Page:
Color in the Cortex: Single- and double-opponent cells

Research output: Contribution to journalReview articlepeer-review


This is a review of the research during the past 25. years on cortical processing of color signals. At the beginning of the period the modular view of cortical processing predominated. However, at present an alternative view, that color and form are linked inextricably in visual cortical processing, is more persuasive than it seemed in 1985. Also, the role of the primary visual cortex, V1, in color processing now seems much larger than it did in 1985. The re-evaluation of the important role of V1 in color vision was caused in part by investigations of human V1 responses to color, measured with functional magnetic resonance imaging, fMRI, and in part by the results of numerous studies of single-unit neurophysiology in non-human primates. The neurophysiological results have highlighted the importance of double-opponent cells in V1. Another new concept is population coding of hue, saturation, and brightness in cortical neuronal population activity.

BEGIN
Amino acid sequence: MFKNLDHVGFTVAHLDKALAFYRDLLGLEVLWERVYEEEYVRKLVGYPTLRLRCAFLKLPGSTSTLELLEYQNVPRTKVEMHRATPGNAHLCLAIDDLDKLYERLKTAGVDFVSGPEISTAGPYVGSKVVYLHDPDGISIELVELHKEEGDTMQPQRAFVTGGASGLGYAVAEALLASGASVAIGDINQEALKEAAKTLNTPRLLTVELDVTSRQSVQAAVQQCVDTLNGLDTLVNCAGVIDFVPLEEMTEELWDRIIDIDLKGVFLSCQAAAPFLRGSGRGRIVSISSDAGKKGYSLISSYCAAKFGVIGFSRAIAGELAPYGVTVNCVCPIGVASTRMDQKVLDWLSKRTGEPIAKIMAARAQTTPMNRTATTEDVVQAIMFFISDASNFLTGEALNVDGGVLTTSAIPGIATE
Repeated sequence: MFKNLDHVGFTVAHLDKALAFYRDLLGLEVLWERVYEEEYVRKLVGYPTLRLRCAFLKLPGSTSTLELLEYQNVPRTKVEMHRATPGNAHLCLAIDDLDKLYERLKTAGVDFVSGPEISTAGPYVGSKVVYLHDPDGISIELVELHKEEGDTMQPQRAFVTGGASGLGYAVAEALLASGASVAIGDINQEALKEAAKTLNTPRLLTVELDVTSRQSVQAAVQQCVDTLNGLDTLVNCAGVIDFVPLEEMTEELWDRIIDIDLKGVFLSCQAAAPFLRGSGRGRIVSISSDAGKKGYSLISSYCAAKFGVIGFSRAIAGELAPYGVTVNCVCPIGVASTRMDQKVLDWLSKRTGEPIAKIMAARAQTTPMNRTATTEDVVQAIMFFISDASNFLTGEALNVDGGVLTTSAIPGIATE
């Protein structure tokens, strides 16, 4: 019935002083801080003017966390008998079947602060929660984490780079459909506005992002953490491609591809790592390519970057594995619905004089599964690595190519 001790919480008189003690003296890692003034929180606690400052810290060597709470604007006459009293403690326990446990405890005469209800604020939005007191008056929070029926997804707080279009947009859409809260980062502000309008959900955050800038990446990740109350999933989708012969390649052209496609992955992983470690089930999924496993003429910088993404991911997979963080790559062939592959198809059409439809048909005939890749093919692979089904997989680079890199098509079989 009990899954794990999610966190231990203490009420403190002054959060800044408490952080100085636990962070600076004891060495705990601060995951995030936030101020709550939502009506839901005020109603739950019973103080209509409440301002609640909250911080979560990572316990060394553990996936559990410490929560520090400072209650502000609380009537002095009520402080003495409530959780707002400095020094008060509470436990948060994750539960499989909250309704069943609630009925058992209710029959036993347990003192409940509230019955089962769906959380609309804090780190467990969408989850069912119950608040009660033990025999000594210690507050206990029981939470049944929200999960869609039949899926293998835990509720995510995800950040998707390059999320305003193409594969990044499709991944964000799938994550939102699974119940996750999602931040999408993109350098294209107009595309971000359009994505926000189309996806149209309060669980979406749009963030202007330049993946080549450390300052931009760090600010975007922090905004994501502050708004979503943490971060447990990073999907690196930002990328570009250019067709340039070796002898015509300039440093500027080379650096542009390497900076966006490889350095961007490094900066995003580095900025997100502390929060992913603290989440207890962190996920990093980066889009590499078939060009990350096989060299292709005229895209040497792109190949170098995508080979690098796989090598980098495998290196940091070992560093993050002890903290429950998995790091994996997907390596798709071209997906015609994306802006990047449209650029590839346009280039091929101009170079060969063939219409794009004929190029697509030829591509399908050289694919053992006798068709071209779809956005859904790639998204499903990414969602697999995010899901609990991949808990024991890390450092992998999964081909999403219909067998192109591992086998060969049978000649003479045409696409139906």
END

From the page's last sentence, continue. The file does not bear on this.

Original languageEnglish (US)
Pages (from-to)701-717
Number of pages17
JournalVision research
Issue number7
StatePublished - Apr 13 2011


  • Context
  • Double-opponent
  • Modules
  • Population coding
  • Single-opponent

ASJC Scopus subject areas

  • Ophthalmology
  • Sensory Systems


Dive into the research topics of 'Color in the Cortex: Single- and double-opponent cells'. Together they form a unique fingerprint.

Cite this